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6 September 2008

On this day in history: Swaziland becomes independent, 1968

Following the end of the Second Boer War (aka the Anglo-Boer War) in 1902, British troops entered the territories occupied by the Swazi people and attached it to the defeated Transvaal Colony as an imperial possession. Four years later, the British Government granted Transvaal limited self-government and set up a separate colonial administration for Swaziland. A resident commissioner governed the region according to orders issued by the British High Commissioner for South Africa.

When it came to making decrees High Commissioner consulted with the resident commissioner, the Swazi royal family and the European settlers. This latter group gained a degree of democratic representation in 1921, when the authorities established the European Advisory Council, who were mandated to advise the commissioner on non-Swazi affairs. In 1944, the British attempted to set up a puppet monarchy, giving the 'Paramount Chief' (as they called the king) authority over his people to make such decrees as he was told by the resident commissioner.

The lack of co-operation from King Sobhuza II, resulted in the British giving him unprecedented autonomy within their African possessions in 1952 and started preparing the Swazi people for independence. In the early 1960s political parties started to emerge in Swaziland, the most powerful of which was the Imbokodvo National Movement (INM) convened by the traditional Swazi leaders including the king. When elections for a legislative council were held in 1964, the INM won all twenty-four elective seats.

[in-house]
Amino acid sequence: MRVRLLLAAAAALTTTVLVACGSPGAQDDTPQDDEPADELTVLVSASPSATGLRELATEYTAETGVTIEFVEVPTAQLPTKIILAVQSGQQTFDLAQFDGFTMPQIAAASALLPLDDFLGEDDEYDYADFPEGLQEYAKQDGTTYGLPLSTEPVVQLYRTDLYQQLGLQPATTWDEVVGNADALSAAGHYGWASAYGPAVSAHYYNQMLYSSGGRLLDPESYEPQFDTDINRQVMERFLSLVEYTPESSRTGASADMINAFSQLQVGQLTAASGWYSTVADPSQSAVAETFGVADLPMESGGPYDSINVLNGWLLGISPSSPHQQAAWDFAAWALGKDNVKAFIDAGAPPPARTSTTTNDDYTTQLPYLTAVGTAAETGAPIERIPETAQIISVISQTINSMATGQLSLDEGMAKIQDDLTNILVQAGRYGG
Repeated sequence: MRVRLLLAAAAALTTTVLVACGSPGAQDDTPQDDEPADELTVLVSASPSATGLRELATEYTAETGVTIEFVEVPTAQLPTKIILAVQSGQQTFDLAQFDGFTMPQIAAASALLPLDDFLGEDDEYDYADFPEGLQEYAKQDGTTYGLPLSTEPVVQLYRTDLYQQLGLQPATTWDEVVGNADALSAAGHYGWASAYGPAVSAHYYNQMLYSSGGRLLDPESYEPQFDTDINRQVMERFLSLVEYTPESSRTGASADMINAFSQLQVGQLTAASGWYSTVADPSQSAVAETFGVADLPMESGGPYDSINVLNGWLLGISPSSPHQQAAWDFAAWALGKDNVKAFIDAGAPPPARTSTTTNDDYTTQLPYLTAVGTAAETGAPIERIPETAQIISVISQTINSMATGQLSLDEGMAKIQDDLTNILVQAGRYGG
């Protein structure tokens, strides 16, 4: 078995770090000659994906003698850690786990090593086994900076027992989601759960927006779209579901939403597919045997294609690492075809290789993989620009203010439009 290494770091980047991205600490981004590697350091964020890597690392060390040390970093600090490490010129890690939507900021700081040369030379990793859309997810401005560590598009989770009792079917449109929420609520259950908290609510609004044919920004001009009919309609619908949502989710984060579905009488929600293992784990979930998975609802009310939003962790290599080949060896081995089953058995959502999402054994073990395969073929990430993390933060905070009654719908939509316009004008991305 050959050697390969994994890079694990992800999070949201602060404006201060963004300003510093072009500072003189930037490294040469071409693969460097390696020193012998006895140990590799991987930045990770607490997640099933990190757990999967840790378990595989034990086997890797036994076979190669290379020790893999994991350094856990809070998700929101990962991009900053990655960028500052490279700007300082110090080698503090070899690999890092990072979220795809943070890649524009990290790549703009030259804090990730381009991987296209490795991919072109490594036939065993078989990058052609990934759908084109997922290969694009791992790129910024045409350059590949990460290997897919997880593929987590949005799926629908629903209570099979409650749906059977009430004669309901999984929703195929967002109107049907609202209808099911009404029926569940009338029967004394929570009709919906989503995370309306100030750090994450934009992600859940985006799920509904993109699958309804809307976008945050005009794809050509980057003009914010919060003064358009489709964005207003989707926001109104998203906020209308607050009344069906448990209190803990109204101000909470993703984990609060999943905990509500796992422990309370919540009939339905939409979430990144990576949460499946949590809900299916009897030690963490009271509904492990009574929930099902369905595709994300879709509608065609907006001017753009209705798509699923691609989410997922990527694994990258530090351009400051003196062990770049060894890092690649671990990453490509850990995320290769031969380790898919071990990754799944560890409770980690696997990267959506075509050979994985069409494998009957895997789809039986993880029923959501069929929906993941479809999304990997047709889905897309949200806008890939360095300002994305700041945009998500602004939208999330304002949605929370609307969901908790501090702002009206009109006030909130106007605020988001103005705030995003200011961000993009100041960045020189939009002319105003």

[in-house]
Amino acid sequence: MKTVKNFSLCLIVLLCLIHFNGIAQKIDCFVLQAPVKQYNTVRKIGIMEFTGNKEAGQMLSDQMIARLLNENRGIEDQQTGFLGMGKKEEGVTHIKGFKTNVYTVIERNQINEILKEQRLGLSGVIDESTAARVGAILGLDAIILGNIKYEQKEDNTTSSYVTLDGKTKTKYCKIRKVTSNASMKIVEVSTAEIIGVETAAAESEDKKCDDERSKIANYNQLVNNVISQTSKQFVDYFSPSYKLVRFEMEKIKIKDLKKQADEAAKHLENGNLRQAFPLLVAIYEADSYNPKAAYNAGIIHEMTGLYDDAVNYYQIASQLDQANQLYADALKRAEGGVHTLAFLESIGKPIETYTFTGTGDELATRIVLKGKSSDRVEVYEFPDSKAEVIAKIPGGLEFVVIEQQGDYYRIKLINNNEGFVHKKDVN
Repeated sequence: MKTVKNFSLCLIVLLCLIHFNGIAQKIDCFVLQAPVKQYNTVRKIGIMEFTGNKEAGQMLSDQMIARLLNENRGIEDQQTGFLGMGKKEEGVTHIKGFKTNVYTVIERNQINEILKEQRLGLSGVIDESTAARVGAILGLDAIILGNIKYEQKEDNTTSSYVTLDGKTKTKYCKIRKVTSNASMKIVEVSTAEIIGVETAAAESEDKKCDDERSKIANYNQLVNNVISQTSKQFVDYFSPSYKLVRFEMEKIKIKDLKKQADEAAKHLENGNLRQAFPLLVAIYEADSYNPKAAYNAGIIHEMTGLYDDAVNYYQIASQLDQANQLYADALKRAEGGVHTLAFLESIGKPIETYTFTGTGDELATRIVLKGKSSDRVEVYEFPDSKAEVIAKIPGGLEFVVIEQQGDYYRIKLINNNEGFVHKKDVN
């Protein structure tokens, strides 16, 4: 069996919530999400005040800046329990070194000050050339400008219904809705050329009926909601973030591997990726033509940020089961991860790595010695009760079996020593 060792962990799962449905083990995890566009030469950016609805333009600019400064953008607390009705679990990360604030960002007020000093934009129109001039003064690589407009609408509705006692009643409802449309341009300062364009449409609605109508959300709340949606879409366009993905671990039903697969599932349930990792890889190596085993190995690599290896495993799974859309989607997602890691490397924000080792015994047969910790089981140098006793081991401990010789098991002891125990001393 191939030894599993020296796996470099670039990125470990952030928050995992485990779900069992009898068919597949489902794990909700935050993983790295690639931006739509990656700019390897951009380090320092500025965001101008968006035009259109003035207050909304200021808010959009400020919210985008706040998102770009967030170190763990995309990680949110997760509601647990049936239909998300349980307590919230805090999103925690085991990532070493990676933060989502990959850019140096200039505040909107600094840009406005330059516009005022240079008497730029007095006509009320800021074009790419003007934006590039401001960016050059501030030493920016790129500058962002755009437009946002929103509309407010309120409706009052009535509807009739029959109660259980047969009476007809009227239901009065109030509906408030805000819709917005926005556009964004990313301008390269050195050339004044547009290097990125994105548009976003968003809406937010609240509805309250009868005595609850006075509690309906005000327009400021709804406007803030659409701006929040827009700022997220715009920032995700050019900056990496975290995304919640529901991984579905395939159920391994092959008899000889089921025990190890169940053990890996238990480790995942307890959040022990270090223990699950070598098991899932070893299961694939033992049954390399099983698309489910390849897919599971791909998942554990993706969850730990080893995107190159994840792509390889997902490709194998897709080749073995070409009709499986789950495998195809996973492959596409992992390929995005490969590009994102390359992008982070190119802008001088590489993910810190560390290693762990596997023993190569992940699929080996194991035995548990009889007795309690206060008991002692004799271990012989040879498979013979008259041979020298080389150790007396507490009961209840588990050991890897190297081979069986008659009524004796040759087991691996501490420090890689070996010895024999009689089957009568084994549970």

Following their election victory the INM adopted many of the more radical policies of the other parties they defeated, including a call for immediate independence. Following talks with the British government, the INM secured an agreement for Swaziland to become a constitutional monarchy with full independence being granted following parliamentary elections in 1967. Consequently, on 6th September 1968 Swaziland became an independent state.

The INM also won the first elections following independence in 1972. Nevertheless, a good showing by the Ngwane National Liberatory Congress, who received around 20% of the vote, resulted in the King Sobhuza dissolving parliament and repealing the 1968 constitution. Swaziland became an absolute monarchy until 1979 when he established a new parliament of elected representatives and his own appointees.